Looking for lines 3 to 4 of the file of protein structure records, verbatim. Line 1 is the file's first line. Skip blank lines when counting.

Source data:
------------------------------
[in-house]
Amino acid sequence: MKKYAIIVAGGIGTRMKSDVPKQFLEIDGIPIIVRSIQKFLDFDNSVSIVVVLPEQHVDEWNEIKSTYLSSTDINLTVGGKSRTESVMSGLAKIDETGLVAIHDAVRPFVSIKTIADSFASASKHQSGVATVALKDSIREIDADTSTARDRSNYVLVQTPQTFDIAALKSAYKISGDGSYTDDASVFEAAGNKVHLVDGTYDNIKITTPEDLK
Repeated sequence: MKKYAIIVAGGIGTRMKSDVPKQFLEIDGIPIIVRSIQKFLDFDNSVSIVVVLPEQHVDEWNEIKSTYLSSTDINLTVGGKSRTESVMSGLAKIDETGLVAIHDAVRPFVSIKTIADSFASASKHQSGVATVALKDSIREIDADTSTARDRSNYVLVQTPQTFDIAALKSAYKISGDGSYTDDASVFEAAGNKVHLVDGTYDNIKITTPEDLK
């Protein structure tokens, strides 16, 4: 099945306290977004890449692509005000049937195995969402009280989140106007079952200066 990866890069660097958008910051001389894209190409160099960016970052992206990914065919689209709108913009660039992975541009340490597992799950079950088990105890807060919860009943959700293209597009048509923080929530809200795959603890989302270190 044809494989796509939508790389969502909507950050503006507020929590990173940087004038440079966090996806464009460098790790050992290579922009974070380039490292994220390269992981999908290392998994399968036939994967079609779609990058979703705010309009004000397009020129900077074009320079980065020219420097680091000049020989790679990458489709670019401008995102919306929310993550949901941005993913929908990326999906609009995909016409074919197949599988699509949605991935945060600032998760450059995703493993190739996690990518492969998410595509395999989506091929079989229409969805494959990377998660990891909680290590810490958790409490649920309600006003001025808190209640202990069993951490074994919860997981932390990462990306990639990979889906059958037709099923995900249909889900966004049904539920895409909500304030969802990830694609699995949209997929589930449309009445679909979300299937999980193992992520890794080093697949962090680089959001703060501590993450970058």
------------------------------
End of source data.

Repeated sequence: MKKYAIIVAGGIGTRMKSDVPKQFLEIDGIPIIVRSIQKFLDFDNSVSIVVVLPEQHVDEWNEIKSTYLSSTDINLTVGGKSRTESVMSGLAKIDETGLVAIHDAVRPFVSIKTIADSFASASKHQSGVATVALKDSIREIDADTSTARDRSNYVLVQTPQTFDIAALKSAYKISGDGSYTDDASVFEAAGNKVHLVDGTYDNIKITTPEDLK
């Protein structure tokens, strides 16, 4: 099945306290977004890449692509005000049937195995969402009280989140106007079952200066 990866890069660097958008910051001389894209190409160099960016970052992206990914065919689209709108913009660039992975541009340490597992799950079950088990105890807060919860009943959700293209597009048509923080929530809200795959603890989302270190 044809494989796509939508790389969502909507950050503006507020929590990173940087004038440079966090996806464009460098790790050992290579922009974070380039490292994220390269992981999908290392998994399968036939994967079609779609990058979703705010309009004000397009020129900077074009320079980065020219420097680091000049020989790679990458489709670019401008995102919306929310993550949901941005993913929908990326999906609009995909016409074919197949599988699509949605991935945060600032998760450059995703493993190739996690990518492969998410595509395999989506091929079989229409969805494959990377998660990891909680290590810490958790409490649920309600006003001025808190209640202990069993951490074994919860997981932390990462990306990639990979889906059958037709099923995900249909889900966004049904539920895409909500304030969802990830694609699995949209997929589930449309009445679909979300299937999980193992992520890794080093697949962090680089959001703060501590993450970058």